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Reconfiguring Environmental Regulation: The Future Policy Agenda. Neil Gunningham Regulatory Institutions Network Australian National University. Reconfiguring Regulation. Overview of the regulatory landscape Frameworks for understanding regulatory reconfiguration

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reconfiguring environmental regulation the future policy agenda

Reconfiguring Environmental Regulation: The Future Policy Agenda

Neil Gunningham

Regulatory Institutions Network

Australian National University

reconfiguring regulation
Reconfiguring Regulation
  • Overview of the regulatory landscape
  • Frameworks for understanding regulatory reconfiguration
  • Role of ‘Smart Regulation” and regulatory pluralism
  • Policy Implications
the shifting regulatory landscape
The shifting regulatory landscape
  • First generation problems reduced but second generation far more challenging
  • The contracting state
  • Increasing power and sophistication of NGOs
  • Increasing interest of commercial third parties in environmental issues
  • The changing roles of business
diverse second generation instruments emerge
Diverse ‘second generation’ instruments emerge
  • Reinventing Environmental Regulation (USA)
  • Negotiated Agreements (Western Europe)
  • Informational Regulation (eg Indonesia)
  • Industry self-regulation and self-management
reconfiguring regulation four frameworks
Reconfiguring regulation: four frameworks
  • Reflexive and meta-regulation
  • Civil regulation and participatory governance
  • Regulatory pluralism
  • Explaining corporate environmental behavior: the license perspective
the role of meta regulation
The role of Meta Regulation
  • Recognises the limitations of the state to deal with complex environmental issues
  • Focus on procedures rather than prescribing behaviour
  • State shifts to meta-regulation and meta-risk management

- Government monitoring of self-monitoring, or the regulation of self-regulation

- To monitor and seek to re-make the risk management systems of regulatees

  • Enforcement means refusing accreditation

Continual Improvement

Commitment &


Review and




Measurement &


Environmental Management System Model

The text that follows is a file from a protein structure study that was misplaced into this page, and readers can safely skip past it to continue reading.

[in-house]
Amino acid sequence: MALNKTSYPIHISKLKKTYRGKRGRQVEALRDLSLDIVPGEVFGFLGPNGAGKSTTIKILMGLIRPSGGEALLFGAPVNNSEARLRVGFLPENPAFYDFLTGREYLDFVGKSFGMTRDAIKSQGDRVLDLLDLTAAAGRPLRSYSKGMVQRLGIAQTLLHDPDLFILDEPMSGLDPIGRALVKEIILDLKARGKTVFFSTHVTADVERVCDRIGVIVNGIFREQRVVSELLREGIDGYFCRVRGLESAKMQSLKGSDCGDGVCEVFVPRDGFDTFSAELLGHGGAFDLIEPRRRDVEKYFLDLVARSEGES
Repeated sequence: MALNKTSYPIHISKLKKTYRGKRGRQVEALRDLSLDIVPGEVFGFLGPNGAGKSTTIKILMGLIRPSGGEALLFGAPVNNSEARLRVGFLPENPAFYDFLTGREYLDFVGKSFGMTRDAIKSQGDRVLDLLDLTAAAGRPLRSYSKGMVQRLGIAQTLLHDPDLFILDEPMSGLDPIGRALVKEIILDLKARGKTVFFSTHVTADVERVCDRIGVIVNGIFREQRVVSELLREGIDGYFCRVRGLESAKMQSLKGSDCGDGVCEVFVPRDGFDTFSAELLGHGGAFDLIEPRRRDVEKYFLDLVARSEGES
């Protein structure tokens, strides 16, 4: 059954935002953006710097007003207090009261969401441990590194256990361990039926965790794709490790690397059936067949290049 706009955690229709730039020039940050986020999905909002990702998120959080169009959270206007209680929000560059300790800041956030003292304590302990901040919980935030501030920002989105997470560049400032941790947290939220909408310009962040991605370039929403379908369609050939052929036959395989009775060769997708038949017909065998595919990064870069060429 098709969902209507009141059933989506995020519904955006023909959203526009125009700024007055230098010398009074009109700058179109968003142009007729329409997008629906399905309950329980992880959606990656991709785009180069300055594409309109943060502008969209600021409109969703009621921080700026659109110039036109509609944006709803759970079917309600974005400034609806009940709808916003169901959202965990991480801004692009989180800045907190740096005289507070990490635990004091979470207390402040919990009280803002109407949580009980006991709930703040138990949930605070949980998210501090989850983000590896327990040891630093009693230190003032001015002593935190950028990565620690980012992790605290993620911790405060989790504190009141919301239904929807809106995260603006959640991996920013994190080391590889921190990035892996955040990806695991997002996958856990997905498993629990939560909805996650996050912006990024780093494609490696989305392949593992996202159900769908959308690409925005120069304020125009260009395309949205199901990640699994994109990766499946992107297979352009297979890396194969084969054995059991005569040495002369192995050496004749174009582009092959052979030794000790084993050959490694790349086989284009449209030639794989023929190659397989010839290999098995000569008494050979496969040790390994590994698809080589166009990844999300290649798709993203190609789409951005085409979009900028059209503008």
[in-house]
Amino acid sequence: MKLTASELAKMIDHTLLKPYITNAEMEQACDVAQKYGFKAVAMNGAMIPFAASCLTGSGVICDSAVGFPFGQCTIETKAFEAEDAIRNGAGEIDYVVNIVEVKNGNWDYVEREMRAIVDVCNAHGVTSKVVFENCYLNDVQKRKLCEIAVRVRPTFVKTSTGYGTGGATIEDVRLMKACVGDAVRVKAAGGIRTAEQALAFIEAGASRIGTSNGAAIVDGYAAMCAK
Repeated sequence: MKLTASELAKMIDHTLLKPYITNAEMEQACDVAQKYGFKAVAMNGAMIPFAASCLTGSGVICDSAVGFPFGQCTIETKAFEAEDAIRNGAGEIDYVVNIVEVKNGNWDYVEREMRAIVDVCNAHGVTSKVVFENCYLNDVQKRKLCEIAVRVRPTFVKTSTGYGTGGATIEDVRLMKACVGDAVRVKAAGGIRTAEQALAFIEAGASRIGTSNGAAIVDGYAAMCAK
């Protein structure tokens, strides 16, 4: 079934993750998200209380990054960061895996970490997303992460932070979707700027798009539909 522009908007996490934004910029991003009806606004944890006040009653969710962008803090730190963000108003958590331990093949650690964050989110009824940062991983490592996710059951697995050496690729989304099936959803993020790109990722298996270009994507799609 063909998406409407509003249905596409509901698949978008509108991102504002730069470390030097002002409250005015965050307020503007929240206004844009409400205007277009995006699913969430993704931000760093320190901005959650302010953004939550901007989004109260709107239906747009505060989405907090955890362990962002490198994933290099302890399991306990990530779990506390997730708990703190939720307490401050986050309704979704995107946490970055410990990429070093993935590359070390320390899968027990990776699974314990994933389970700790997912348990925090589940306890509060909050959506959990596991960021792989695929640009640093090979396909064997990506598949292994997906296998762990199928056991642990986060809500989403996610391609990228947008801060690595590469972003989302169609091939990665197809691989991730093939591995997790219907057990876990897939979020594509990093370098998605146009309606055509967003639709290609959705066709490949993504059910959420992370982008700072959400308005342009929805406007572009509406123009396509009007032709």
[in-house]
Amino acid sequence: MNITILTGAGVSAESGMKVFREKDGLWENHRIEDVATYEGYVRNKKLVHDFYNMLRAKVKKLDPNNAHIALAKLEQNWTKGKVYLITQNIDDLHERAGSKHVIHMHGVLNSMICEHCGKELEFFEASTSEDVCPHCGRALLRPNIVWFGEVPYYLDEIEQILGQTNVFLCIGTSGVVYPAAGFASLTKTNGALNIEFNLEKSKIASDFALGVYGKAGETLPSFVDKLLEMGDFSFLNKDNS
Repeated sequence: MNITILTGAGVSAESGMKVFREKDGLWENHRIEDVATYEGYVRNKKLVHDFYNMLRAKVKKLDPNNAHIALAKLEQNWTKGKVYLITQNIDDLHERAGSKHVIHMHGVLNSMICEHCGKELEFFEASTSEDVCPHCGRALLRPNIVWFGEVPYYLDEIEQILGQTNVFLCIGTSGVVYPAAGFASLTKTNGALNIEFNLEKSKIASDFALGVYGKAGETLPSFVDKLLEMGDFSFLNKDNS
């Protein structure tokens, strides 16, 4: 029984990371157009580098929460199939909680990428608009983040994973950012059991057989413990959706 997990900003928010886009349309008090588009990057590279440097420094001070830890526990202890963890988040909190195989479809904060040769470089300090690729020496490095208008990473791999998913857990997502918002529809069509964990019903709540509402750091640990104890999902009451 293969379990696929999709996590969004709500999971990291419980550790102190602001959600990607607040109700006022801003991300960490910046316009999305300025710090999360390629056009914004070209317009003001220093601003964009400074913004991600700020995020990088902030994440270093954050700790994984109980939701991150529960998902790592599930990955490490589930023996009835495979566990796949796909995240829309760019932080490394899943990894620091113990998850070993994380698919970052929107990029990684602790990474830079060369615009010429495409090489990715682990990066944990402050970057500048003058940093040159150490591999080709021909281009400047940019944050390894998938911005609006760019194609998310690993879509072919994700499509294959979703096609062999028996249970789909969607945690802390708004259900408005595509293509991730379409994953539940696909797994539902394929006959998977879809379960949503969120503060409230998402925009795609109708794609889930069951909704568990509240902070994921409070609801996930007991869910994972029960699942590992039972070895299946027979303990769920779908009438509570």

civil regulation and participatory governance
Civil regulation and participatory governance
  • organisations of civil society set standards for business behaviour
  • Mechanisms include direct action, consumer boycotts, certification programs, partnerships
  • State role to empower civil society
regulatory pluralism and smart regulation the issue
Regulatory Pluralism and Smart Regulation: The issue
  • Market failure/government failure
  • A diversity of “next generation” instruments, but how do we select between them?
  • One size does not fit all: eg size and sector matter
smart regulation
Smart Regulation
  • Solutions require:
  • broader range of strategies,
  • tailored to broader range of motivations,
  • harnessing broader range of social actors
  • Recognises roles of ISO, supply-chain pressure, commercial institutions,financial markets, peer and NGO pressure
  • ‘steering not rowing”: harnessing capacities of markets,civil society and other institutions
1 design comprehensive policy mixes

1. Design comprehensive policy mixes

- build on strengths and compensate for weaknesses of individual instruments

- build on advantages of engaging broader range of parties

But note

- practical limits/regulatory overload

- limited public resources

- not all combinations are complementary

optimal mixes involve
Optimal Mixes Involve
  • matching tools with particular problem
  • with the parties best capable of implementing them
  • with each other
  • Environmental Improvement Plans
  • Beyond Compliance: Two Track Regulation
  • Institute of Nuclear Power Operations
  • Car Body Shops
  • Regulating Horticulture

Number of


Fast Follower

Team Player








Higher Courts


Fines and other

punitive action

Breach of Trust

Two Track





Third Parties




the license model
The ‘license model’
  • Views businesses as constrained by a multi-faceted ‘licence to operate’
  • Corporate behaviour explained by interactions between regulatory, social and economic licences

- Efficiency and effectiveness of technology based command and control

  • The importance of Social Licence: underpinned by Informational regulation, and empowering NGOs and communities
  • Management style as the perceptual filter through which management interprets its license conditions
different frameworks invoke different policy prescriptions
Different frameworks invoke different policy prescriptions
  • Strengthen internal reflection and self-control (reflexive regulation)
  • Introduce a plethora of instruments that and allow the state to steer not row (regulatory pluralism)
  • Empower the institutions of civil society to make corporations more accountable (civil regulation)
  • Exploit points of leverage provided by different strands of firms licence to operate (licence model)
different frameworks are appropriate to different contexts
Different frameworks are appropriate to different contexts
  • Large reputation sensitive companies vs SMEs
  • Integrated catchment management
  • Major Hazard Facilities
  • Diffuse source pollution
  • Pulp mills
the future
The future?
  • The contracting state – contracts vs criminal law (Sust Covenants)
  • Corporate shaming (informational regulation)
  • Economic instruments and market signals (Load Based Licenses)
  • Processes and systems – ‘locking in continuous improvement’ (Meta Regulation, EIPs , Regulatory Flexibility)
  • Harnessing second and third parties as surrogate enforcers
  • The role of Government- steering not rowing?
  • Traditional enforcement